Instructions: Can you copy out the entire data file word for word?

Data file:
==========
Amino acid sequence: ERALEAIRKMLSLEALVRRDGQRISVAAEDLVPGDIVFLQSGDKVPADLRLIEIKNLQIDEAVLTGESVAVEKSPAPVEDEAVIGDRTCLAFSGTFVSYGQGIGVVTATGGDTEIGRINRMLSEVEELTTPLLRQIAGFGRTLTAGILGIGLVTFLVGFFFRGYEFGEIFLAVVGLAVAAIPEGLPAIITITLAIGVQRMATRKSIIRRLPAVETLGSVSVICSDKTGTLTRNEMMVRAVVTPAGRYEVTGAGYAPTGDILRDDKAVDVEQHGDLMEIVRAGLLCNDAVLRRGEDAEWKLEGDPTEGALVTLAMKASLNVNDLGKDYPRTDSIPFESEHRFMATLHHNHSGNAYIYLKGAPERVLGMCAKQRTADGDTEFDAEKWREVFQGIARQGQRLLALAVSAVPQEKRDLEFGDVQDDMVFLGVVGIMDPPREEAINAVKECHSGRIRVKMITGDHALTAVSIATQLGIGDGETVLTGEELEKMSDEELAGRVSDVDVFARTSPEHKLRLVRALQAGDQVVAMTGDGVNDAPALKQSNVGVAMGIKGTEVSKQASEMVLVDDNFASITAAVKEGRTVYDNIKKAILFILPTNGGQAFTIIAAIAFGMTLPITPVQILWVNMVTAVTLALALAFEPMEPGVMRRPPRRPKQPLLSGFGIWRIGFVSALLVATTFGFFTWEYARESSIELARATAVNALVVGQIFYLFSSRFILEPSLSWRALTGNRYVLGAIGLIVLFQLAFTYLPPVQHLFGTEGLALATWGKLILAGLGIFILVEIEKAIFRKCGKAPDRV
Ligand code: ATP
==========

Amino acid sequence: ERALEAIRKMLSLEALVRRDGQRISVAAEDLVPGDIVFLQSGDKVPADLRLIEIKNLQIDEAVLTGESVAVEKSPAPVEDEAVIGDRTCLAFSGTFVSYGQGIGVVTATGGDTEIGRINRMLSEVEELTTPLLRQIAGFGRTLTAGILGIGLVTFLVGFFFRGYEFGEIFLAVVGLAVAAIPEGLPAIITITLAIGVQRMATRKSIIRRLPAVETLGSVSVICSDKTGTLTRNEMMVRAVVTPAGRYEVTGAGYAPTGDILRDDKAVDVEQHGDLMEIVRAGLLCNDAVLRRGEDAEWKLEGDPTEGALVTLAMKASLNVNDLGKDYPRTDSIPFESEHRFMATLHHNHSGNAYIYLKGAPERVLGMCAKQRTADGDTEFDAEKWREVFQGIARQGQRLLALAVSAVPQEKRDLEFGDVQDDMVFLGVVGIMDPPREEAINAVKECHSGRIRVKMITGDHALTAVSIATQLGIGDGETVLTGEELEKMSDEELAGRVSDVDVFARTSPEHKLRLVRALQAGDQVVAMTGDGVNDAPALKQSNVGVAMGIKGTEVSKQASEMVLVDDNFASITAAVKEGRTVYDNIKKAILFILPTNGGQAFTIIAAIAFGMTLPITPVQILWVNMVTAVTLALALAFEPMEPGVMRRPPRRPKQPLLSGFGIWRIGFVSALLVATTFGFFTWEYARESSIELARATAVNALVVGQIFYLFSSRFILEPSLSWRALTGNRYVLGAIGLIVLFQLAFTYLPPVQHLFGTEGLALATWGKLILAGLGIFILVEIEKAIFRKCGKAPDRV
Ligand code: ATP